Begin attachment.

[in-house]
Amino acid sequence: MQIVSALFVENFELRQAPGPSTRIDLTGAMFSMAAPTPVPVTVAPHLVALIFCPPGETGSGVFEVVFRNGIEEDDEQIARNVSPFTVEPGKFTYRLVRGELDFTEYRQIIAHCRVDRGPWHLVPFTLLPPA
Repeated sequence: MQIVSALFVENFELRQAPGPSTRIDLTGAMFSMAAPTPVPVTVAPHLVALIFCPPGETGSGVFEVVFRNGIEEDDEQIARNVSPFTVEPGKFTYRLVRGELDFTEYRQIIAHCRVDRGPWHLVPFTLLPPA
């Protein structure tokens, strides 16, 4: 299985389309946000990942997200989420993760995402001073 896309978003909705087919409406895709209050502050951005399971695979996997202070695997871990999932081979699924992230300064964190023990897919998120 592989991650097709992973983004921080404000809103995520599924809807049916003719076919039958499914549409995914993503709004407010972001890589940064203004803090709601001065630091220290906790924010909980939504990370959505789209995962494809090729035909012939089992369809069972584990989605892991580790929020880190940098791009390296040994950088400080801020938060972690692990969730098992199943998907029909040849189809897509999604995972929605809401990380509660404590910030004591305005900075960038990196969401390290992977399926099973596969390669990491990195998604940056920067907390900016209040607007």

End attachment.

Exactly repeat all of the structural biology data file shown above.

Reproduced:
[in-house]
Amino acid sequence: MQIVSALFVENFELRQAPGPSTRIDLTGAMFSMAAPTPVPVTVAPHLVALIFCPPGETGSGVFEVVFRNGIEEDDEQIARNVSPFTVEPGKFTYRLVRGELDFTEYRQIIAHCRVDRGPWHLVPFTLLPPA
Repeated sequence: MQIVSALFVENFELRQAPGPSTRIDLTGAMFSMAAPTPVPVTVAPHLVALIFCPPGETGSGVFEVVFRNGIEEDDEQIARNVSPFTVEPGKFTYRLVRGELDFTEYRQIIAHCRVDRGPWHLVPFTLLPPA
């Protein structure tokens, strides 16, 4: 299985389309946000990942997200989420993760995402001073 896309978003909705087919409406895709209050502050951005399971695979996997202070695997871990999932081979699924992230300064964190023990897919998120 592989991650097709992973983004921080404000809103995520599924809807049916003719076919039958499914549409995914993503709004407010972001890589940064203004803090709601001065630091220290906790924010909980939504990370959505789209995962494809090729035909012939089992369809069972584990989605892991580790929020880190940098791009390296040994950088400080801020938060972690692990969730098992199943998907029909040849189809897509999604995972929605809401990380509660404590910030004591305005900075960038990196969401390290992977399926099973596969390669990491990195998604940056920067907390900016209040607007």